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Why be a public sector planner?

Words: The Planner

Our Careers Survey revealed many of the pressures of public sector planning, but we’ve also been exploring its ‘reanimation’ via a range of initiatives. We spoke to three team members from Aylesbury Vale District Council about their motivations and inspirations as public sector planners

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Q: Why did you choose to work in the public sector?

Dan Ray, Principal Planner: One of the real positives is that you are not here for any other reason other than to make the right decision that’s best for everyone. It’s not for personal benefit – it’s a societal benefit. Whereas in the private sector there are goals and aspirations for the company. Like a lot of people I fell into the job originally, but what kept me here is that 'guardian' role. You are here to balance everyone’s wants and desires and ultimately that’s what drives me. I’m trying to do the best for everyone.

Henry Allmand, Group Manager: You re always going to be the bad guy to someone – to residents who disagree in the first place, or the developers whose applications you refuse. You’re trying to resolve and mediate between sometimes diametrically opposed groups. That creates a challenge, but it’s a rewarding challenge.

Dan: You can’t be the good guy to everyone – but you can walk away knowing that, despite people's very valid concerns, you have done the right thing.

Q: What qualities does a public sector planner need to thrive in the job?

Claire Bayley, Associate Planner: Because we are a high growth area we’ve got a lot of public interest – so being able to communicate is a key skill. We need to deliver growth, but at the same time we need to protect Aylesbury Vale and make it the best place to live. A big challenge is how we communicate both aspects positively.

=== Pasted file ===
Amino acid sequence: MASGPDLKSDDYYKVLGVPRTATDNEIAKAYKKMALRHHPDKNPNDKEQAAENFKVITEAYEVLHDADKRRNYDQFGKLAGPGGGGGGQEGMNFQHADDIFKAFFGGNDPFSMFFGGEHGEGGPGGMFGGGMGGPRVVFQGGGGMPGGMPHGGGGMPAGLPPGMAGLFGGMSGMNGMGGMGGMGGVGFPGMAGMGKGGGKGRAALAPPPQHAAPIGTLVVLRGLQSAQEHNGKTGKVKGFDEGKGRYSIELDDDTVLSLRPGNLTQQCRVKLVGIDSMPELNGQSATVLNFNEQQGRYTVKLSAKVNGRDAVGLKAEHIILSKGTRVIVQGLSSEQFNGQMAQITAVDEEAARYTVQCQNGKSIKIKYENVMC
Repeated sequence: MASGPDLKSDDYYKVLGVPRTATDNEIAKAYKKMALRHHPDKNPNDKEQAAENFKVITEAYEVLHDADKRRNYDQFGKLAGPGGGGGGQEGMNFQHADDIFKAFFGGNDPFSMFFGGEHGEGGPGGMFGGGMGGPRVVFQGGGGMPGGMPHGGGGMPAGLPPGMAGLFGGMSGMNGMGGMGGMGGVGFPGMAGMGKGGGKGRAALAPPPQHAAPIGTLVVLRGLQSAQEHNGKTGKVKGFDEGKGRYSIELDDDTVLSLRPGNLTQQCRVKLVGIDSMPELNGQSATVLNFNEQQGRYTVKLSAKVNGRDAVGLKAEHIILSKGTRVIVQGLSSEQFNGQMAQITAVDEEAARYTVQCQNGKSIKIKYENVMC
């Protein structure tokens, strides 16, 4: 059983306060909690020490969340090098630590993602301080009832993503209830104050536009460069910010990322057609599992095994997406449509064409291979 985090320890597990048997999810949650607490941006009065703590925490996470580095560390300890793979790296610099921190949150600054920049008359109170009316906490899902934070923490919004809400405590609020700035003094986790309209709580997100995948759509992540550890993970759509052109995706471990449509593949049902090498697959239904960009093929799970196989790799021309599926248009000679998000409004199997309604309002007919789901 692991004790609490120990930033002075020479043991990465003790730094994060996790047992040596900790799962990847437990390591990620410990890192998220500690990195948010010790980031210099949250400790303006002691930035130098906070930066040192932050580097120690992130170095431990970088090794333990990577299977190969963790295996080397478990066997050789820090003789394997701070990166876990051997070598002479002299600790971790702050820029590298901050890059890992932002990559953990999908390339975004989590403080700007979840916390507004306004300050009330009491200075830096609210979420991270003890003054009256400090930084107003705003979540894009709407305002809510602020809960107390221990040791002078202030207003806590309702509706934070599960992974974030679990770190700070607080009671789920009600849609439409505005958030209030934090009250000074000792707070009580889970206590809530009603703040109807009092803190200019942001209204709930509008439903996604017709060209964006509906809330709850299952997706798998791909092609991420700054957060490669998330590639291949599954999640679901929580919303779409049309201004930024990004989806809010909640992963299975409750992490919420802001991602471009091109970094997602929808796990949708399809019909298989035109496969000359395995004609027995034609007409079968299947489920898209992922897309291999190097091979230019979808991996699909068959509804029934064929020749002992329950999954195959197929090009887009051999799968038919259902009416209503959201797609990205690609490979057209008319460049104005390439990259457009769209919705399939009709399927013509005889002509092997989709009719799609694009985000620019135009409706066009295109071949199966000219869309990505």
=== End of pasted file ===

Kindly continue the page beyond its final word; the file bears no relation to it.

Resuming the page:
Henry: The people I see as the top performers are those who are relentlessly enthusiastic and eager to tackle challenges. Enthusiasm is such a big part of being a good planner  – although they are important, it’s not just about qualifications and skillset.

"It’s that ability to see new opportunities both locally and in the wider area"

Claire: It’s also the ability to look at the opportunity that comes with growth: seeing new opportunities both locally and in the wider area, while being innovative in our approaches to planning. I think officers and members are very open to looking at different types of approach to obtaining development on site. We have a big drive to look at what the future of planning is and how we can work positively with consultees and developers.

Q: ‘Innovation’ isn’t the first word that comes to mind when you mention the public sector. But we’re becoming increasingly aware of new approaches to ongoing challenges. Where’s the innovation in AVDC?

Dan: In response to the constraints that limit new development coming forward, you’ve got to be more open-minded and push applicants to be really innovative themselves. As the person in the middle you’re allowing that progress; if you just do the same old things, there won't be an improvement.

Henry: At a very high level, the planning system needs to be motivated to change and progress in terms of a digital revolution, and how we can make the whole system easier to navigate for everyone involved. Digital innovation and influencing systemic change is something we really focus on at AVDC, above and beyond seeking to be creative with individual planning applications.